And while this also an opportunity to get more of Jerome Flynn's Bronn - a character who in the novels just fades into the background after marrying Lollys Stokeworth - it's also placing him in great danger. Martin has assured us that characters who are still alive in the novels will die on television show, as evidenced by Mance Rayder's death last week. And since Bronn doesn't have nearly as important of a role to play as Jaime, there's a strong liklihood the sellsword might meet an untimely end this season.
As for Jaime, his new trajectory brings with it even more questions. In the novels, Jaime is sent by Cersei to lift the seige at Riverrun, one of the few remaining holdouts still loyal to the Starks. And while there's no reason this adventure simply can't come after, sending a Lannister to Dorne comes with risks. Myrcella is a young girl, and as Prince Doran warns Ellaria, "We do not hurt little girls in Dorne." But the first son of Tywin Lannister is a different matter and it may well be that Jaime is entering a trap.
Lastly, with Jaime coming to rescue Myrcella we have to also wonder if he'll reveal to her the truth of their relation. This isn't something that is ever discussed in the novels because one, it's an icky subject, but also because the Lannister children are much younger than they're depicted on Game of Thrones. If Jaime and Myrcella get stuck in a situation where Jaime needs to be completely honest, we may just witness the weirdest father/daughter reunion ever.
Moving away from Westeros we travel to Braavos, one of the many new locations Game of Thrones is exploring this season. There, Arya seeks out The House of Black and White where the legendary assassins - the Faceless Men - are trained. And for the most part this narrative is unfolding much as it does in the novels, yet it is here the show makes a shocking reveal, one that will leave book readers' minds racing.
Jaqen H'ghar is the kindly man. Either that or he's simply using the face now that the man Arya met before is no longer in need of it. The Faceless Men are a mysterious order and even in the books it hasn't been entirely explained how or why they use the faces they do. But with this reveal, Game of Thrones appears to be confirming theories that fans have been developing for years.
In the books, the kindly man is given no further explanation other than being the man who begins Arya's training. There's never any indication he's met Arya before or is even aware of where she came from. Yet here we have the him taking on the face of a man that Arya doesn't simply know, but trusts. And there aren't many whom Arya can still trust.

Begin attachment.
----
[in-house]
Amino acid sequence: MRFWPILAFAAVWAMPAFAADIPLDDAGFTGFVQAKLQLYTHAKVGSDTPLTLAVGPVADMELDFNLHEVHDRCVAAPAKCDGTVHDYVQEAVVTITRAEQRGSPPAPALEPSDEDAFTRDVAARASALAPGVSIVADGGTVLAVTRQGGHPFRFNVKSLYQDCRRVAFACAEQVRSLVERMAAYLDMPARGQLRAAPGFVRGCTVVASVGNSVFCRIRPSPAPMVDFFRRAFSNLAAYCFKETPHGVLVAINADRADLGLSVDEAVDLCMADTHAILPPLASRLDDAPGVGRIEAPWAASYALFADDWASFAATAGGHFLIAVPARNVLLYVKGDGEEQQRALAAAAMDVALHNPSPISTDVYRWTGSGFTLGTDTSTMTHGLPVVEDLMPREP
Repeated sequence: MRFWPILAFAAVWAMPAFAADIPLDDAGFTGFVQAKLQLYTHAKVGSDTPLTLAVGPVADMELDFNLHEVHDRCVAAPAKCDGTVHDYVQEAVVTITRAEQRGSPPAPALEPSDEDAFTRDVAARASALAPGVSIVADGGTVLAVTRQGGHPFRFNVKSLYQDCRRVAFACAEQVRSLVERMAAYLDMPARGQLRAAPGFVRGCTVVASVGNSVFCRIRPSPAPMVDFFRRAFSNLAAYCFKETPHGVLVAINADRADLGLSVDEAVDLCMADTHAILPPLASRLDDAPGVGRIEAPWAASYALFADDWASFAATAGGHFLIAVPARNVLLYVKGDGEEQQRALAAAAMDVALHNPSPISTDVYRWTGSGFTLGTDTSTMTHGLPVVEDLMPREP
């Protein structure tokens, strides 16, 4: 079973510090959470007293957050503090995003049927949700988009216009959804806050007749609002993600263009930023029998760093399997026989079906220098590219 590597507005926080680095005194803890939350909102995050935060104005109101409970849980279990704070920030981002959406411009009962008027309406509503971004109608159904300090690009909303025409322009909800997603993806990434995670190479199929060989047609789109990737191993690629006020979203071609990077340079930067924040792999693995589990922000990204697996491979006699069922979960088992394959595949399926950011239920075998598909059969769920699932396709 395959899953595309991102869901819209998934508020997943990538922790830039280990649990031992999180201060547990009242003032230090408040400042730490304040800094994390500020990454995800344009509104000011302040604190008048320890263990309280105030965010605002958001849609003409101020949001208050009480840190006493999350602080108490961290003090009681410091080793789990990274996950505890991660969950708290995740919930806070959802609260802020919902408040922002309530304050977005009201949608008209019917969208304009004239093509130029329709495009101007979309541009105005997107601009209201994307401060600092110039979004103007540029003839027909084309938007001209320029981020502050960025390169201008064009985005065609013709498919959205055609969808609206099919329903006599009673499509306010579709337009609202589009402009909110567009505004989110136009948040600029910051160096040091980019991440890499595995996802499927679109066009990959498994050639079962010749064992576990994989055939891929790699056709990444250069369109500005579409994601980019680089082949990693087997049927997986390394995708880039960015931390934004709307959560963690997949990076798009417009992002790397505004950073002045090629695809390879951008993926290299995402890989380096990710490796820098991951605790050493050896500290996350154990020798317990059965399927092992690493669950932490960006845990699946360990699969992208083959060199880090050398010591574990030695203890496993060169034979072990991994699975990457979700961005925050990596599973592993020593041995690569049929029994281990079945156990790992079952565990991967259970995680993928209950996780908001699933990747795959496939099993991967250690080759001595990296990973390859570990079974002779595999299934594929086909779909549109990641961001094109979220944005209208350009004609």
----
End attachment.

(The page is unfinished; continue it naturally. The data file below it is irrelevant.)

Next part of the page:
There could, of course, be a mundane reason for this and that's simply the show wanting to utilize yet another familiar face in a new location (just like Jaime and Bronn in Dorne). But if this is meant to imply that the kindly man and Jaqen H'ghar are indeed the same man, then fans are left wondering if Jaqen wasn't the first time he and Arya met.
A popular fan theory has Arya's former dancing teacher, Syrio Forel also being a Faceless Man, and that after escaping death in King's Landing, he took on Jaqen's face to continue protecting and training Arya. There isn't anything that explicitly proves this in the novels, but with Jaqen's surprise return - or again, at least the return of his face if not the man - there seems to be an opportunity for Syrio to be revealed as either a fellow Faceless Man or a face previously used by them.
"The House of Black and White" saw other changes being made from the source material - like Ellaria Sand having a prominent role to play in Dorne and Daenerys executing the slave in Meereen - but these changes above are by far the most drastic. How do you think they will affect the story going forward? What other changes did you catch? Continue the discussion in the comments below!
Game of Thrones airs Sunday nights on HBO @9pm.